January 27th was Holocaust Memorial Day, where the world remembered the six million Jews and five million others killed. The day signifies the end of the Auschwitz-Birkenau extermination camp in Poland, which alone is estimated to have claimed the lives of over one million.
The leader of one country decided to act in defiance of the memorial day, and would you believe that we made a nuclear weapons deal with him, and then paid his country $1.7 billion in a legal settlement?
Obviously this leader is Iranian supreme leader Ali Khamenei.
Via the Times of Israel:
As the global community marked International Holocaust Remembrance Day Wednesday, Iran’s supreme leader uploaded a video to his official website questioning the magnitude of the Nazi regime’s mass murder campaign against the Jewish people during World War II.
In a video titled “Are the Dark Ages Over,” a series of photos showing killed or injured Palestinian children is displayed on screen, while a Farsi-speaking man, presumably Ayatollah Ali Khamenei himself, can be heard condemning the nations of the world for offering support to Israel.
“It is Western powers headed by America that are [supporting Israel],” the narrator says. “This is while they say in their slogans that they are opposed to terrorism and [the Islamic State terrorist group].”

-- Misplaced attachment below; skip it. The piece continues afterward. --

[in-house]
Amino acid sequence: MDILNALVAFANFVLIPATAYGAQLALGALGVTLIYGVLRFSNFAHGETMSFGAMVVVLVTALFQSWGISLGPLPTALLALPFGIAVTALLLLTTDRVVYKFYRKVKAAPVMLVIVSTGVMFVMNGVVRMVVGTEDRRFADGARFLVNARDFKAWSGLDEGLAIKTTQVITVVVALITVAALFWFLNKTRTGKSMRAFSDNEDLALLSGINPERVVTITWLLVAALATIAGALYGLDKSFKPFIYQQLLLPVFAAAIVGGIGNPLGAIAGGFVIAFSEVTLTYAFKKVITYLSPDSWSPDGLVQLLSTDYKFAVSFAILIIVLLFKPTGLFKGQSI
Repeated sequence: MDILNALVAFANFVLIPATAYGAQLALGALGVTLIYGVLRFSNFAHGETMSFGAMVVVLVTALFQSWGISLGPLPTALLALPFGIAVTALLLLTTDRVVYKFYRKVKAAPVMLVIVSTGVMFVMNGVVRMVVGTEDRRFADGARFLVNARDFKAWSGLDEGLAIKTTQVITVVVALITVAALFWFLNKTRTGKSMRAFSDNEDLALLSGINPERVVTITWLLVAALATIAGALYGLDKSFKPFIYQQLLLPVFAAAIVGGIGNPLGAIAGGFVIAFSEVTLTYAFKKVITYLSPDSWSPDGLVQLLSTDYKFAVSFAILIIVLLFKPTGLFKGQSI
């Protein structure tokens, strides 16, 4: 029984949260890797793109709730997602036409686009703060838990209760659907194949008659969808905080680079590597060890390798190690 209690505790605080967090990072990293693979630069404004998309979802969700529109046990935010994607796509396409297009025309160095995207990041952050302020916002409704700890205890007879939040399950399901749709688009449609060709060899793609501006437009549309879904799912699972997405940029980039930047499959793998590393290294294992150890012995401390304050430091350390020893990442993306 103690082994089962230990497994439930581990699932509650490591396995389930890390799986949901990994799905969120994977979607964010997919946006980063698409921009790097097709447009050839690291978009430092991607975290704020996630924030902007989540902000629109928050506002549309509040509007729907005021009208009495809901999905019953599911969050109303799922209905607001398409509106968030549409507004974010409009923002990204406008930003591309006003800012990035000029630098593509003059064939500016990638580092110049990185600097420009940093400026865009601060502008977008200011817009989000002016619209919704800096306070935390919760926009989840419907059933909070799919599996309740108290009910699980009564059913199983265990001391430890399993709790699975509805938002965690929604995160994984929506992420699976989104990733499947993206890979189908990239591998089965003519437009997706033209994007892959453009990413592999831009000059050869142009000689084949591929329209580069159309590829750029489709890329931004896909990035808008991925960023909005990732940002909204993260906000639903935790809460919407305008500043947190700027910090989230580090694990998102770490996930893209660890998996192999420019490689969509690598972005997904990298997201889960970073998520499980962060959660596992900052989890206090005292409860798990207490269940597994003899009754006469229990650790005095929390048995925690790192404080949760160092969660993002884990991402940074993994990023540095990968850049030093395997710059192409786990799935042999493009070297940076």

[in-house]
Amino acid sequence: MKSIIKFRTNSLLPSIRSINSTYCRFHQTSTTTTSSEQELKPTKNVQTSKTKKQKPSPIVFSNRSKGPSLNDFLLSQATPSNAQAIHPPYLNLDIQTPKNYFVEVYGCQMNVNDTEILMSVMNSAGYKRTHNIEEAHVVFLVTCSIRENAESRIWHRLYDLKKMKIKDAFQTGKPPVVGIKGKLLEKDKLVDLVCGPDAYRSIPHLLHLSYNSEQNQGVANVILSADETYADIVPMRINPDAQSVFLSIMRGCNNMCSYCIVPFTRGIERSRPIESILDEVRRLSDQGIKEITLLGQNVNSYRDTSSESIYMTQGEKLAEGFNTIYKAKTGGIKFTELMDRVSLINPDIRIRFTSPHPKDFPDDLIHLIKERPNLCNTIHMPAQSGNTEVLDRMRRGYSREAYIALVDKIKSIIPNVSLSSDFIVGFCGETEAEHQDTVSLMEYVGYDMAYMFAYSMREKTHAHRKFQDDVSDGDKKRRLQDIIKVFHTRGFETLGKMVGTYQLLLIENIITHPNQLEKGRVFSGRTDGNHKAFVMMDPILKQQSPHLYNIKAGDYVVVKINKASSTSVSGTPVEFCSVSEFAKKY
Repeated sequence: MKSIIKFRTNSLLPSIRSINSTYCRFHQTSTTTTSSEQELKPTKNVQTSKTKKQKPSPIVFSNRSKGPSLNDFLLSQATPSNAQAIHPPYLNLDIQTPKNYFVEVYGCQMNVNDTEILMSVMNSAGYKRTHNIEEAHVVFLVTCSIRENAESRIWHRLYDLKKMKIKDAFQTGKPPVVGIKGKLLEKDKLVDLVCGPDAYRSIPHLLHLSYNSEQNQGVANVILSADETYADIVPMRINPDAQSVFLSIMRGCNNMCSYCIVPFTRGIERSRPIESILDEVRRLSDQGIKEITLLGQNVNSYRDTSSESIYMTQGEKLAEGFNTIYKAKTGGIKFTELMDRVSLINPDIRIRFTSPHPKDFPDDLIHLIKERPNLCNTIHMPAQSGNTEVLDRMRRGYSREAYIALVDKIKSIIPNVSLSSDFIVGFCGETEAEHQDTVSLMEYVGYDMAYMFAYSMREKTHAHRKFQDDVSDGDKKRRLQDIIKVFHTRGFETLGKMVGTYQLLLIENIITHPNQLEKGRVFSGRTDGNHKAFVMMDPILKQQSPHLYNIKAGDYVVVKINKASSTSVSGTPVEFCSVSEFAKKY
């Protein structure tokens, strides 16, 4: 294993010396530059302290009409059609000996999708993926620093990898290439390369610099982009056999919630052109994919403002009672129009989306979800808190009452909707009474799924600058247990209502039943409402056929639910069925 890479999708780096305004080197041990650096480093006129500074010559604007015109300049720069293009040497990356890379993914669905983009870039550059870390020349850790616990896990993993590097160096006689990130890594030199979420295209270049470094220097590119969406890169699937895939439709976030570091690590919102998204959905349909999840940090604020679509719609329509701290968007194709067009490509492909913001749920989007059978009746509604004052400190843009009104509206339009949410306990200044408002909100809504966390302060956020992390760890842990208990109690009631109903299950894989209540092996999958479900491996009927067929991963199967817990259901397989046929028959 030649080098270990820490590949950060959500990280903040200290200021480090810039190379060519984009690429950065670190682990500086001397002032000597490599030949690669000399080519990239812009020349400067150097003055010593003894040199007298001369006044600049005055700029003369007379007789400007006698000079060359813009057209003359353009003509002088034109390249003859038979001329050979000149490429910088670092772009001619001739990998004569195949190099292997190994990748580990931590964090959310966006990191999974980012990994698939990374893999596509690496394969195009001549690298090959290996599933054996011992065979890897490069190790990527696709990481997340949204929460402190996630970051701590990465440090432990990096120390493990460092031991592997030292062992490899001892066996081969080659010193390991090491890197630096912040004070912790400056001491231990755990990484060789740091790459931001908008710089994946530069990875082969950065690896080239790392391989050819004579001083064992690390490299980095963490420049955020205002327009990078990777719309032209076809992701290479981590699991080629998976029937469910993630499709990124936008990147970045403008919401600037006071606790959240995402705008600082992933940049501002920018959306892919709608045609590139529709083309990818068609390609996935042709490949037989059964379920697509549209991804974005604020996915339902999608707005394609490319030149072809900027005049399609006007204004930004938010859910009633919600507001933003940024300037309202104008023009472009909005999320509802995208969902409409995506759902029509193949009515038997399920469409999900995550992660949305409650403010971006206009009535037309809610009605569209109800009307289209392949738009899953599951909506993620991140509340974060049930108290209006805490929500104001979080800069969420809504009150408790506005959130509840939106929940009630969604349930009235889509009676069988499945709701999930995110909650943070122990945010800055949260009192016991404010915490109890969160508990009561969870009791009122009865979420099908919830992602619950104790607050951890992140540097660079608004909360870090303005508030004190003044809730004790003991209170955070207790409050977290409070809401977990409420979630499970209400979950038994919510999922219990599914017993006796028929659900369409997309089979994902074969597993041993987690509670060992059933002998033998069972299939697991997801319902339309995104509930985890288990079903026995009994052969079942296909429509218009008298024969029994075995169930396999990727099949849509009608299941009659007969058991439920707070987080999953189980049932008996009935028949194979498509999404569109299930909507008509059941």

The speaker goes on to accuse European nations of silencing any view that does not conform to the historically accepted account of the genocide against the Jews by Nazi Germany.
The video was uploaded as Iran’s President Hassan Rouhani visited Europe, with trips to Italy, where he met with the pope on Tuesday, and France. Before leaving Rome for Paris on Wednesday, Rouhani charged that the “Zionist lobby” in the US was preventing warmer Iran-US ties.
Khamenei has expressed doubts about the historicity of the Holocaust in the past.
“The Holocaust is an event whose reality is uncertain and if it has happened, it’s uncertain how it has happened,” Khamenei said during an address in 2014, according to a Twitter account under his name thought to be run by his office.
“Expressing opinion about the Holocaust, or casting doubt on it, is one of the greatest sins in the West. They prevent this, arrest the doubters, try them while claiming to be a free country,” said Khamenei, who has repeatedly called the Holocaust a “myth.”
Officials in Iran have been reluctant to admit the slaughter of 6 million Jews in Europe at the hands of the Nazis during World War II.
Earlier this month Israeli officials called on the UN to condemn Iran for the Tehran municipality’s annual Holocaust denial cartoon contest, set to take place in June of this year.
As Khamenei promises his constituents that Israel won’t exist in another 25 years, I can’t help but wonder why those who deny the Holocaust are always the same kind of people who wish there was one.
[Note: This post was authored by The Analytical Economist]